Fixing Philippine sports a big and urgent task

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Whether we count the gold medals or reckon our place in the overall rankings in the Southeast Asian Games in Kuala Lumpur (August 19 to 30), the country has much work to do in the development and management of national sports.

An exhaustive review and evaluation of the performance of Team Philippines is imperative because in two years’ time, the country will be the host of the 2019 SEA Games.

The unavoidable and necessary questions must be asked and answered:

What happened to Team Philippines in Kuala Lumpur?


Why did our athletes fall to sixth place?

How does Jose “Peping” Cojuangco, Jr., president forever of the Philippine Olympic Committee (POC), which is nominally in charge of PH representation, explain this debacle?

What has the Philippine Sports Commission (PSC), our premier sports agency and chief sports financier, have to say?

Before the games began on August 19, the chief of mission of Team Philippines predicted that the team would bring home at least 50 gold medals, perhaps even as many as 63.

By the time the competition closed on August 30, the country’s actual haul was only 24 gold medals – good for sixth place in the biennial competition.

Alarmingly, Team PH could not even match its output two years ago in Singapore, winning 29 golds in 2015; or the output four years ago in Napyidaw, where it won 29 golds.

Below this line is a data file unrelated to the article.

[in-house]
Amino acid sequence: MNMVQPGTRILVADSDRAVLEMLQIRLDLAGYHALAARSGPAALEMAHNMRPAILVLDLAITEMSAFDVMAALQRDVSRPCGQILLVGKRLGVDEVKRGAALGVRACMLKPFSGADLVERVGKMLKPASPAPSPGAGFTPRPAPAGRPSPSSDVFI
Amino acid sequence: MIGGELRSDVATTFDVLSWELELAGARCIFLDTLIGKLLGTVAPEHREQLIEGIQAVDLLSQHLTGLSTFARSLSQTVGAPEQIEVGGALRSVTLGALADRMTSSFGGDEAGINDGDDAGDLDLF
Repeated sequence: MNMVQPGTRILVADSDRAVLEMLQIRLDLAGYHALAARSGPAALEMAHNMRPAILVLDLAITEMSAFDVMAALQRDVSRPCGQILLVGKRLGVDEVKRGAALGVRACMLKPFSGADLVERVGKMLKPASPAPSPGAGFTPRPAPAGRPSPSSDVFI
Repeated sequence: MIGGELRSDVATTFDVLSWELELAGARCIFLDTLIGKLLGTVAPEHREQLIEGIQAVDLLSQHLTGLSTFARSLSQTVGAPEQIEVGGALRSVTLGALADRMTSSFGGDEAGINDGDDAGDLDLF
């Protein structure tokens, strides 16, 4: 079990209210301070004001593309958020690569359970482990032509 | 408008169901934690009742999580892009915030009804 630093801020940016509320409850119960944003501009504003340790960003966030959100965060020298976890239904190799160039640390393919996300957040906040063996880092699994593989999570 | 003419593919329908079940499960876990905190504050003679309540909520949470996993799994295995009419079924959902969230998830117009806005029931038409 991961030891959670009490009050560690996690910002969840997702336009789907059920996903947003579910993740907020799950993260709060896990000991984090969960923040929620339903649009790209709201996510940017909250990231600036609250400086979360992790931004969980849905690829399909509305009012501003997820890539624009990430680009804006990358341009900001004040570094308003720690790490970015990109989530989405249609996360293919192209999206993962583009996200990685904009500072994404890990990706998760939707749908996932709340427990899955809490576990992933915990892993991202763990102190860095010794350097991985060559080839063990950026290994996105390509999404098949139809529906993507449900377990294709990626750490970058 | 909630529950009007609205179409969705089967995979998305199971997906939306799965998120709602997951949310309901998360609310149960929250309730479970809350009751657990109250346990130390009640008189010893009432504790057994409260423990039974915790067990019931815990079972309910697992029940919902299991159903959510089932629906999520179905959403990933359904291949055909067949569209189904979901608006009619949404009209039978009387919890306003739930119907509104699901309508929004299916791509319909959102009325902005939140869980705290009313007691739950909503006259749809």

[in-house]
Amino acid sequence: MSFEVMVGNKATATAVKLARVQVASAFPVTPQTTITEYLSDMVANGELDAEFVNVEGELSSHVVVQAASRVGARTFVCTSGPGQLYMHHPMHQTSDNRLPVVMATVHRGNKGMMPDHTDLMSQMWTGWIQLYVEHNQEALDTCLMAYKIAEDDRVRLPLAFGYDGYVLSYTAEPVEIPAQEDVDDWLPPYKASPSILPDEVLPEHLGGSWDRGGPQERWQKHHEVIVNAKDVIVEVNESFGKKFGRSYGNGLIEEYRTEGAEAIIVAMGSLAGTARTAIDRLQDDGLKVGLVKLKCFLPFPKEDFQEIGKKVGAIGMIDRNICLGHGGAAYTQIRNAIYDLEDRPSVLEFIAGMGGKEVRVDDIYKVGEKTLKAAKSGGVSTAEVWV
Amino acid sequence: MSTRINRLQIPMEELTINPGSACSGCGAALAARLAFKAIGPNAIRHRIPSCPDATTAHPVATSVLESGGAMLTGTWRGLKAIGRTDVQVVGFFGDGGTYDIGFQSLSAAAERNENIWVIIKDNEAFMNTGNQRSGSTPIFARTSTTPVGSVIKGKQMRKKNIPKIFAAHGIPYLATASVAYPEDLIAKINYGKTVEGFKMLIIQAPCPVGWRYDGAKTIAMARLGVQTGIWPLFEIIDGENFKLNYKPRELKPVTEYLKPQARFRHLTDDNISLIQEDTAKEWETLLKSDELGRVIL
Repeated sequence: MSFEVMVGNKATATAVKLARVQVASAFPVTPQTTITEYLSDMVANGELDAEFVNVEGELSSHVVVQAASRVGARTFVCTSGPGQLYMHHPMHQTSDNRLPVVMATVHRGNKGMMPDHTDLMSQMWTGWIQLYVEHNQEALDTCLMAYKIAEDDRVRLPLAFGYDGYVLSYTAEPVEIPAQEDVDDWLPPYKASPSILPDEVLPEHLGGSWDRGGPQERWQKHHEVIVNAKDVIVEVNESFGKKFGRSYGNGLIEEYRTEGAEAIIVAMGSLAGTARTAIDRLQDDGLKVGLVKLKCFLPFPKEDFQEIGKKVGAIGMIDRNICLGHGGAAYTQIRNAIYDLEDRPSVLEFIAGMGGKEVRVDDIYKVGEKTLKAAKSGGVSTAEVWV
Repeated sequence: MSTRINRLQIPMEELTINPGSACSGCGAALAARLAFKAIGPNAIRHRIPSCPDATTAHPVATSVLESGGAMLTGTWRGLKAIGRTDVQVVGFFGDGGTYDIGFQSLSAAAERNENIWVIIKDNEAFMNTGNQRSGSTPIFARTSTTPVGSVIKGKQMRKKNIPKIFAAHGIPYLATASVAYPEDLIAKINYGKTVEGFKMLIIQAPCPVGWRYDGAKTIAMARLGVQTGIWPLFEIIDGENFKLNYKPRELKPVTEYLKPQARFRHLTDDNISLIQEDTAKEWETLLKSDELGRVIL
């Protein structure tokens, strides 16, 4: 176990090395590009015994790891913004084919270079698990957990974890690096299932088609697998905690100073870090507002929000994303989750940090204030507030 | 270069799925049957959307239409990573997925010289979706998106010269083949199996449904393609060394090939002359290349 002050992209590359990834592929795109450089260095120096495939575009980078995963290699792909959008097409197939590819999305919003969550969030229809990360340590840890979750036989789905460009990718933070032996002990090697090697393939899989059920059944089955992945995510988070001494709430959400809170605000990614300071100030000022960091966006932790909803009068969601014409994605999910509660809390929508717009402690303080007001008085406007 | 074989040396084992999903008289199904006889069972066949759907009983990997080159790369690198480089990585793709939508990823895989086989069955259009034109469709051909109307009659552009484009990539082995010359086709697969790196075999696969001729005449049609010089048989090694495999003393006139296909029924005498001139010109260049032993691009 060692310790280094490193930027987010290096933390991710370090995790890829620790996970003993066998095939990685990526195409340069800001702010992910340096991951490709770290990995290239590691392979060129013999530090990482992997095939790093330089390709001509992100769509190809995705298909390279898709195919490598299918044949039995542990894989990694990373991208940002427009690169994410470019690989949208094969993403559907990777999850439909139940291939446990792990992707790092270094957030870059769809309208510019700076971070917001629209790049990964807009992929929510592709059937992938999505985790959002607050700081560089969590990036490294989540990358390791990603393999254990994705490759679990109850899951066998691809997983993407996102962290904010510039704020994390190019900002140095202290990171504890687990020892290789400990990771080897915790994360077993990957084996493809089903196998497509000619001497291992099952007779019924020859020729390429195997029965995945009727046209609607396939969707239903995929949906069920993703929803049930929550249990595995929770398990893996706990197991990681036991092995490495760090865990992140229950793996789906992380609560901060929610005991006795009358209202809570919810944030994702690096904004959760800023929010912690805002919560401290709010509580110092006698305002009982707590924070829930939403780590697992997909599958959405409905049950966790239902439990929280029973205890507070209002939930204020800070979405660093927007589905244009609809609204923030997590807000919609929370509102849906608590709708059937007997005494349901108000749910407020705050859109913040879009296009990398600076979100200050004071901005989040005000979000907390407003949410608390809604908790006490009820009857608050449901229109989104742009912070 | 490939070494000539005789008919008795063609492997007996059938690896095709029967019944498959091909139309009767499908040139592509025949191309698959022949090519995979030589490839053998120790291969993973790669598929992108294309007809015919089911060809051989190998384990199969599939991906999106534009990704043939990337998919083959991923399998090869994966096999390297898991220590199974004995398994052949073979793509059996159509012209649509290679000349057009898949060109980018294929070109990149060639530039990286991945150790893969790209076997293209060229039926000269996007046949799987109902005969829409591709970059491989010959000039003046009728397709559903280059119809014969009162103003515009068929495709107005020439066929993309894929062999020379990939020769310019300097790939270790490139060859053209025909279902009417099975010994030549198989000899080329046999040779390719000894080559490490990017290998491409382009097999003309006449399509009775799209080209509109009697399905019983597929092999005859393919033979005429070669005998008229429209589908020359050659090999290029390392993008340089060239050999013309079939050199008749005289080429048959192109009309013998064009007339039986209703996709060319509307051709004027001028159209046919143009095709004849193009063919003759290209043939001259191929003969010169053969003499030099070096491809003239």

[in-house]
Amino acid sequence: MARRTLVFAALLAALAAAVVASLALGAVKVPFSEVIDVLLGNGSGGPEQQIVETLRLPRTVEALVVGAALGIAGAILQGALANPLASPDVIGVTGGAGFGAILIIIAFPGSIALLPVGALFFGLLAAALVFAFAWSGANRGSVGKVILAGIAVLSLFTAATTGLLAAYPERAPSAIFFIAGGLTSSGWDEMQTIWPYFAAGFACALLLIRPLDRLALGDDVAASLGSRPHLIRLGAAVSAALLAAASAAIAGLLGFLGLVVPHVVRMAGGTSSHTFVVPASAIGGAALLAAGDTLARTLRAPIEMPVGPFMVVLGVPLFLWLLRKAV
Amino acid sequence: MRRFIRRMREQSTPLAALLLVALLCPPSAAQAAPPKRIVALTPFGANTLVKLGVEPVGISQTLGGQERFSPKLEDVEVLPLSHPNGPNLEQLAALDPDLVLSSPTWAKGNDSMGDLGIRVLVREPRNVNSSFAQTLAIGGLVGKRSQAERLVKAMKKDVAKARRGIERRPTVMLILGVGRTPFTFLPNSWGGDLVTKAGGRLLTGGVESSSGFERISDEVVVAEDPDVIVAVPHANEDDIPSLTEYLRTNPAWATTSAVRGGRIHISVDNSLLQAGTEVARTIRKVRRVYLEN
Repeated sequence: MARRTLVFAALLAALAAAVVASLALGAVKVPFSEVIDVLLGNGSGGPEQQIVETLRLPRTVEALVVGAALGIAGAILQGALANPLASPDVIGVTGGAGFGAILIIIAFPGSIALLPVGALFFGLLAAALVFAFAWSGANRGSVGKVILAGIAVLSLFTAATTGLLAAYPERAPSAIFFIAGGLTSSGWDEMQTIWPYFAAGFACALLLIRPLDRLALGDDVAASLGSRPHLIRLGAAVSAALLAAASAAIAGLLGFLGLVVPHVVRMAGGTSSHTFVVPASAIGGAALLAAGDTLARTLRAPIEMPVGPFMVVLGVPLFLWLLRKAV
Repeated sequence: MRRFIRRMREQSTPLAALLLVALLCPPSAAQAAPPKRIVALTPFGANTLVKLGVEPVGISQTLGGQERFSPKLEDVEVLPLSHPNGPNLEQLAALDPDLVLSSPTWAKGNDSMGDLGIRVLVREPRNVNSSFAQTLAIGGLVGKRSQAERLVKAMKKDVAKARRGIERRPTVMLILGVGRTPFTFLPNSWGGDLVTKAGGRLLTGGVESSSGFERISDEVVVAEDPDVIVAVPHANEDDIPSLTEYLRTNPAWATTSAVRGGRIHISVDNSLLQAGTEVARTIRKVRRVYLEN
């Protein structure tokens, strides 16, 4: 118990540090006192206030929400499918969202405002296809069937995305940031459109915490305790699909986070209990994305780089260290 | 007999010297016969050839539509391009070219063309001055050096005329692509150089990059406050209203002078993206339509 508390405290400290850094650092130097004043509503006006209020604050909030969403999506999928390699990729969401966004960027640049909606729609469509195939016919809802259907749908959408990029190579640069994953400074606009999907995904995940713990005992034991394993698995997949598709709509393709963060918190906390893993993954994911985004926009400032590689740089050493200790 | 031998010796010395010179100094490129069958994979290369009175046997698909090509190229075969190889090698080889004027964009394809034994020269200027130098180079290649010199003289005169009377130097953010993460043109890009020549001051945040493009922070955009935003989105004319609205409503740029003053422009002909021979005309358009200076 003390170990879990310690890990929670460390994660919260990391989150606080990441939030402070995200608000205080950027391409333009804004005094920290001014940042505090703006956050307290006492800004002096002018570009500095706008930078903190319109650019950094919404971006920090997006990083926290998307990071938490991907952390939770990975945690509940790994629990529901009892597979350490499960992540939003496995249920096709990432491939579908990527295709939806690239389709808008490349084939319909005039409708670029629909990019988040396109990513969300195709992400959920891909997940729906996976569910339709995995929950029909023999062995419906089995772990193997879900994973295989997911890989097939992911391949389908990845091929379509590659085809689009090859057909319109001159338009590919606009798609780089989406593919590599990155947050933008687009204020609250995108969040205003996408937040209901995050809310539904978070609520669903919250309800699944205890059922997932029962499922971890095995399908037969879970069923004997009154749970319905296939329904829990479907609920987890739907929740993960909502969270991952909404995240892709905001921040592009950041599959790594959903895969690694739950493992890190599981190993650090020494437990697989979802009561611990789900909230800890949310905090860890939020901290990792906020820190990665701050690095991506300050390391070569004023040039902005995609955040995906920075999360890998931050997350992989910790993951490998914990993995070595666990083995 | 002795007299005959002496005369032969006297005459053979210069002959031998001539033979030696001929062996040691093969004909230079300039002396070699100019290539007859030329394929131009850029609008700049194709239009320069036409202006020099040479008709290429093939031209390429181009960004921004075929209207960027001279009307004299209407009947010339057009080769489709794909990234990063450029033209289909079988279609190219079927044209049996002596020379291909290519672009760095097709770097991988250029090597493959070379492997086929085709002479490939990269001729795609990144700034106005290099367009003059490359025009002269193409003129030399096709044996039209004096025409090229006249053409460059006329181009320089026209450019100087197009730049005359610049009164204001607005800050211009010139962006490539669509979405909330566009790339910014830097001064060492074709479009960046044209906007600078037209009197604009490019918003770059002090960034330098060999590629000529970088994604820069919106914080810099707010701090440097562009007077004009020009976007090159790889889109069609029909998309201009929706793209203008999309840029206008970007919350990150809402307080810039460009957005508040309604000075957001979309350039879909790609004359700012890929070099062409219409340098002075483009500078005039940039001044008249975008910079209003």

This is regression, not progress. With the 24-gold tally, Team PH recorded its smallest medal haul since the 1999 SEA Games in Bandar Seri Begawan in Brunei.

More shocking and depressing is the fact that in 2005, when the country last hosted the SEA Games, Team PH finished with 113 gold medals, enough to garner overall first place in the competition.

Beyond lamenting the descent of PH sports to the lower depths, we submit that this is the time to aggressively gather our energies for the comprehensive revival and rejuvenation of national sports.

Realistically, that cannot happen if Peping Cojuangco and the POC remain in nominal charge of the direction and priorities of national sports.

The problem, let us squarely face it, is systemic. Our sports system is in urgent need of a major overhaul. As it stands now, and with present leadership, the system is not built for competition but for surrender.

If he were honest, Cojuangco would point the finger at himself and the POC’s overstaying officials for the long and sorrowful descent of Philippine sports, and they would all honorably resign their posts?

With their collective exit, the game of sports revival and rejuvenation can begin in earnest. And the country will have a sporting chance of placing first in the 2019 SEA Games.

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